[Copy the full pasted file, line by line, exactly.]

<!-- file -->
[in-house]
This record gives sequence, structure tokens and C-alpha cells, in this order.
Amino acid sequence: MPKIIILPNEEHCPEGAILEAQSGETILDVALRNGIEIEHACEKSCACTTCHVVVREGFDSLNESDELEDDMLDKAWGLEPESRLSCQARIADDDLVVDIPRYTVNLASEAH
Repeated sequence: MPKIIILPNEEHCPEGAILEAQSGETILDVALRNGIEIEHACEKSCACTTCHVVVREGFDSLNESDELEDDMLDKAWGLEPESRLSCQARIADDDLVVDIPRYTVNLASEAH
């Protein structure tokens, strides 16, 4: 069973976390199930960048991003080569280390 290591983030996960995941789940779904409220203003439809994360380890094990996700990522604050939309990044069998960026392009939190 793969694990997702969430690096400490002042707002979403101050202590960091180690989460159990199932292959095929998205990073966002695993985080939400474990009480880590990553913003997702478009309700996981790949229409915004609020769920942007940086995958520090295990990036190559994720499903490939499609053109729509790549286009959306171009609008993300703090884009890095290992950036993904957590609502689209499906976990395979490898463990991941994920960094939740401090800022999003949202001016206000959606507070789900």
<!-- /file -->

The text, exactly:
[in-house]
This record gives sequence, structure tokens and C-alpha cells, in this order.
Amino acid sequence: MPKIIILPNEEHCPEGAILEAQSGETILDVALRNGIEIEHACEKSCACTTCHVVVREGFDSLNESDELEDDMLDKAWGLEPESRLSCQARIADDDLVVDIPRYTVNLASEAH
Repeated sequence: MPKIIILPNEEHCPEGAILEAQSGETILDVALRNGIEIEHACEKSCACTTCHVVVREGFDSLNESDELEDDMLDKAWGLEPESRLSCQARIADDDLVVDIPRYTVNLASEAH
């Protein structure tokens, strides 16, 4: 069973976390199930960048991003080569280390 290591983030996960995941789940779904409220203003439809994360380890094990996700990522604050939309990044069998960026392009939190 793969694990997702969430690096400490002042707002979403101050202590960091180690989460159990199932292959095929998205990073966002695993985080939400474990009480880590990553913003997702478009309700996981790949229409915004609020769920942007940086995958520090295990990036190559994720499903490939499609053109729509790549286009959306171009609008993300703090884009890095290992950036993904957590609502689209499906976990395979490898463990991941994920960094939740401090800022999003949202001016206000959606507070789900």